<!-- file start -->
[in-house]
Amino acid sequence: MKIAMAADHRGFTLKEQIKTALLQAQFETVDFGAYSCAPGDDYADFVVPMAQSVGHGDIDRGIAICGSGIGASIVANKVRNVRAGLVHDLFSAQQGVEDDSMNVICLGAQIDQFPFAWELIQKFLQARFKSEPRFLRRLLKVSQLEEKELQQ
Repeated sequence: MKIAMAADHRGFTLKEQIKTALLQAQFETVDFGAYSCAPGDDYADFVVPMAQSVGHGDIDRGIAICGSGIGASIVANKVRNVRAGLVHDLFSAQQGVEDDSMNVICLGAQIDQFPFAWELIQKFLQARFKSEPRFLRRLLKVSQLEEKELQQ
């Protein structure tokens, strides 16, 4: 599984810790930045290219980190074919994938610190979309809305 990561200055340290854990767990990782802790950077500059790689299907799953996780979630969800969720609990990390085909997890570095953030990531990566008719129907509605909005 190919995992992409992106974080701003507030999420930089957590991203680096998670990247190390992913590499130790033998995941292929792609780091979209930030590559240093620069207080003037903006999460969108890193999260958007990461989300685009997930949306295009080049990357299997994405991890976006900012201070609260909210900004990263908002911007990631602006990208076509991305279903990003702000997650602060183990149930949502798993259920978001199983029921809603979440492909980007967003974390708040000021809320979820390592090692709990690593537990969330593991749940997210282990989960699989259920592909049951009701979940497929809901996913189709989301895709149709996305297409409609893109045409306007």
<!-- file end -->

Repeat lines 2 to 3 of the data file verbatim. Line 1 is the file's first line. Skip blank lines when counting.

Amino acid sequence: MKIAMAADHRGFTLKEQIKTALLQAQFETVDFGAYSCAPGDDYADFVVPMAQSVGHGDIDRGIAICGSGIGASIVANKVRNVRAGLVHDLFSAQQGVEDDSMNVICLGAQIDQFPFAWELIQKFLQARFKSEPRFLRRLLKVSQLEEKELQQ
Repeated sequence: MKIAMAADHRGFTLKEQIKTALLQAQFETVDFGAYSCAPGDDYADFVVPMAQSVGHGDIDRGIAICGSGIGASIVANKVRNVRAGLVHDLFSAQQGVEDDSMNVICLGAQIDQFPFAWELIQKFLQARFKSEPRFLRRLLKVSQLEEKELQQ